The catheterization team which included the physician, nurse, physician assistant, and technician contributed to this adverse event.  The team did not follow the time out process policy where everything stops, and patient identification is reconfirmed with other parameters.  Again, following the regulatory decision pathway, the catheterization team demonstrated at-risk behavior.  At-risk behavior involves unsafe practice and carelessness which is shown by the nurse and catheterization team not adhering to policy (Russell & Radtke, 2014). 

Role Conflict

 The cardiac catheterization lab is very fast-paced, and the nurses can feel the stress of the workload.  The procedure area and recovery room was very busy and crowded that day.  Role conflict could have contributed to the situation as there is constant pressure to keep moving.  Role conflict could have contributed in the time-out process not taking place in the procedure room.  Nurses have to initiate the time out process when the physician arrives, and some physicians are not very cooperative in the process.  Since the adverse event, patient identification and the time out policy are strictly adhered to.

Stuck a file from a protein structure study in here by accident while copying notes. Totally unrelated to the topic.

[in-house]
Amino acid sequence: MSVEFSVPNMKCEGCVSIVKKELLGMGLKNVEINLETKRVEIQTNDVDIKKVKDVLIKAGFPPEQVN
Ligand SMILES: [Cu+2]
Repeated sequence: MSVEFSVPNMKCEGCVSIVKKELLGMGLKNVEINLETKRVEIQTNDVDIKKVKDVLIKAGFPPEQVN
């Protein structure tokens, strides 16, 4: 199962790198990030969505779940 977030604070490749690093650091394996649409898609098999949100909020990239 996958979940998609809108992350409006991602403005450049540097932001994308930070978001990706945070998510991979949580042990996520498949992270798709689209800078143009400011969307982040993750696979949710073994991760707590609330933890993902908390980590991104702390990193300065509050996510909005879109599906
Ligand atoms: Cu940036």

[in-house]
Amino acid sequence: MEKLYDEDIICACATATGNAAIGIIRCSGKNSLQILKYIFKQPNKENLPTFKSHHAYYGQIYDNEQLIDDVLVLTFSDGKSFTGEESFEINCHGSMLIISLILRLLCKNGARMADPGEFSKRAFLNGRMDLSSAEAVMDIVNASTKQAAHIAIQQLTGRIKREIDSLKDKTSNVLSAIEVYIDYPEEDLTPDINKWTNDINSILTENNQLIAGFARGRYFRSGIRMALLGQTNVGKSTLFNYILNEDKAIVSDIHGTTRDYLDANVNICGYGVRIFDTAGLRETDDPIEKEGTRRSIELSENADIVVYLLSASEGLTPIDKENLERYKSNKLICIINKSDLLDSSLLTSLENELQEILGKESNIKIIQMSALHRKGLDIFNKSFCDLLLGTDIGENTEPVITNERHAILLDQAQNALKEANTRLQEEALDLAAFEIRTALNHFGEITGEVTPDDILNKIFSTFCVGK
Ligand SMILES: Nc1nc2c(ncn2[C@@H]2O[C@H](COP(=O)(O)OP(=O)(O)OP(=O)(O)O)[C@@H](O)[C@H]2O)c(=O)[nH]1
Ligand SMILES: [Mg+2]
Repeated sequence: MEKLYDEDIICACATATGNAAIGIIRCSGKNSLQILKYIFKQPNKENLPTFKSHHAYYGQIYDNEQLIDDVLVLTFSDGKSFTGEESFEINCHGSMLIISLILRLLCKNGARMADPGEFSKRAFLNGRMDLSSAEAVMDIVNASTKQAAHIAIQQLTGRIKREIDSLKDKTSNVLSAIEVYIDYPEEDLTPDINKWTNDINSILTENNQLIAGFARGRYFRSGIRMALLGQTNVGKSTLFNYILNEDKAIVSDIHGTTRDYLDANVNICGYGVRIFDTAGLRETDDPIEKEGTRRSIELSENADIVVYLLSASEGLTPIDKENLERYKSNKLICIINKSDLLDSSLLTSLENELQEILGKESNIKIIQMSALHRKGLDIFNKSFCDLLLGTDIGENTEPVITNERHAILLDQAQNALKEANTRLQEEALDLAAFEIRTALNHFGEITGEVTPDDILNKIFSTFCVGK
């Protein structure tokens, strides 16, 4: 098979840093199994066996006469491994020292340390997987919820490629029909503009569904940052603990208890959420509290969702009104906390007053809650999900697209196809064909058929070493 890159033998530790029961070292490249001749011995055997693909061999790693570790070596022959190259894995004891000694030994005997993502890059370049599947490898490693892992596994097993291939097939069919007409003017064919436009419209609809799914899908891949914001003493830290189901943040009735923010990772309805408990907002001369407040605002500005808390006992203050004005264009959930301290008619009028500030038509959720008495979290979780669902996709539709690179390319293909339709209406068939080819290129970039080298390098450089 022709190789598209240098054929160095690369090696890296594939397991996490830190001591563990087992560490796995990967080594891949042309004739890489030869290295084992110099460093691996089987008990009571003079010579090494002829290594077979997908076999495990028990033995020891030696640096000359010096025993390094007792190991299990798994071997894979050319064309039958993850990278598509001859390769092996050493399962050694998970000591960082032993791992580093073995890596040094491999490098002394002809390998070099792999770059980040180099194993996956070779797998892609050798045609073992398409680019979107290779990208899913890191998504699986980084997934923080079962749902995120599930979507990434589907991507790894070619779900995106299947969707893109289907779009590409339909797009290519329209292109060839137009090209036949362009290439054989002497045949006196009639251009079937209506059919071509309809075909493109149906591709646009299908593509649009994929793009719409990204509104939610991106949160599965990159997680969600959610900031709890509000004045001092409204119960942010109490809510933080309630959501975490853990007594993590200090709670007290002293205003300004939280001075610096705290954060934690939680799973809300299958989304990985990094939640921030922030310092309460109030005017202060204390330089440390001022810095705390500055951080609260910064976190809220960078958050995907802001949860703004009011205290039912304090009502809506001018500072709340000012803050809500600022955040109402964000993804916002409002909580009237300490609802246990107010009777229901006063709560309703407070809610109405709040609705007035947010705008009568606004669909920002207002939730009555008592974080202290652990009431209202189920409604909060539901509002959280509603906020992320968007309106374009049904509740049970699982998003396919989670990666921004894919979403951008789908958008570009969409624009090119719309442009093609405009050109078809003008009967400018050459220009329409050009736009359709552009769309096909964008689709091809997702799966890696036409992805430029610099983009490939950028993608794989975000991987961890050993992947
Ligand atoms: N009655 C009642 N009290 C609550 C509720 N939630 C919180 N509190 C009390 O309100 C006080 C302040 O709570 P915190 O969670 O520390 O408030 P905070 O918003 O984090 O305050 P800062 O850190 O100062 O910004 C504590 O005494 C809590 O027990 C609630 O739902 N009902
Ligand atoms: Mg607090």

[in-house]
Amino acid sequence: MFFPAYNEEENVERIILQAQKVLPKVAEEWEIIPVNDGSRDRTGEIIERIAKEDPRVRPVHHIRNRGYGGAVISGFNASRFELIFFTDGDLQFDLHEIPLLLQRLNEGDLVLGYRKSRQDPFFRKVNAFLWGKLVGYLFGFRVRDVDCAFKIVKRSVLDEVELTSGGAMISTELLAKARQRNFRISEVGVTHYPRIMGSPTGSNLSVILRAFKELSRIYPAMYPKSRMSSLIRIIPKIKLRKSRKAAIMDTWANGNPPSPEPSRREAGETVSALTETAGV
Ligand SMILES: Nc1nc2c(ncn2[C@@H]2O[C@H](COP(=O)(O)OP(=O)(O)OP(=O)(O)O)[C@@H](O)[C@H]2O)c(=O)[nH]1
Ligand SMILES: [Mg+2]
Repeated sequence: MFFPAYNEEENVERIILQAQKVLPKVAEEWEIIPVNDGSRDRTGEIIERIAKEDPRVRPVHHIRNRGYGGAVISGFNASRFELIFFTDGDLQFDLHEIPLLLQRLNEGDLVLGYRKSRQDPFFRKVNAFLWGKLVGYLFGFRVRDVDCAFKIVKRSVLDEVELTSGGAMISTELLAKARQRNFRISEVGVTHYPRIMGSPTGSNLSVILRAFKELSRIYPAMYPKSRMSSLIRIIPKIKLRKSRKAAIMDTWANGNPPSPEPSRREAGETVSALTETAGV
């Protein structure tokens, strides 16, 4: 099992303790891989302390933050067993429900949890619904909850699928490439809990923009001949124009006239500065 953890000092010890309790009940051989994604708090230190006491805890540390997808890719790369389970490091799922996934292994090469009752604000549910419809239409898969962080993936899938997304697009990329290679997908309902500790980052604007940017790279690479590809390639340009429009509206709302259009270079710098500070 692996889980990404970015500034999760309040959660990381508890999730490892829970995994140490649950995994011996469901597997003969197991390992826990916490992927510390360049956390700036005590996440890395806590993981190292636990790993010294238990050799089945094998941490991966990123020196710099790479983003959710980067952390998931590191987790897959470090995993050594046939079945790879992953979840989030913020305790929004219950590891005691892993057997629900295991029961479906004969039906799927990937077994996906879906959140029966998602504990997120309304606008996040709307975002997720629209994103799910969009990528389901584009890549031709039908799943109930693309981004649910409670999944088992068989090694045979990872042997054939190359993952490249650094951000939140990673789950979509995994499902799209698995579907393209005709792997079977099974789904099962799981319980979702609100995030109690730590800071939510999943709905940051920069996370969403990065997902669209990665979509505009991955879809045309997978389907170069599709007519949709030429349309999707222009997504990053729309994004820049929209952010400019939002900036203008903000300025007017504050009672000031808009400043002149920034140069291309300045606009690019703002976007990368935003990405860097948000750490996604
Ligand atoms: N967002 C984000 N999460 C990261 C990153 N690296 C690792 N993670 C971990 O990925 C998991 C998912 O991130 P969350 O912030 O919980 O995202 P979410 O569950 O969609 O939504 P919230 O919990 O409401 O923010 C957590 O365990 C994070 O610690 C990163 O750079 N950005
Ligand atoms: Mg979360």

Just Culture

 Quality improvement and work environment improvement are a part of just culture (Lockhart, 2015).  Just culture is safety issues, improving processes, and not about punishing individuals (Pepe & Cataldo, 2011).  As the group’s manager using the principles of culture, I would have done firm counseling stressing the significance of the incident, but as this was the nurse’s  first risky behavior, I would not have done a formal written warning with the threat of being fired if it happens again.   Doing a staff meeting and re-educating the policies was appropriate.  Patient identification and the time out process are now part of the cardiac catheterization lab’s monthly quality assurance surveys.  All new employees are well educated in the two policies and must sign an attestation that they understand by the end of orientation.  This adverse event led to improved processes in the cardiac catheterization lab which is the goal of just culture (Pepe & Cataldo, 2011).    

 

"Is this question part of your assignment? We Can Help!"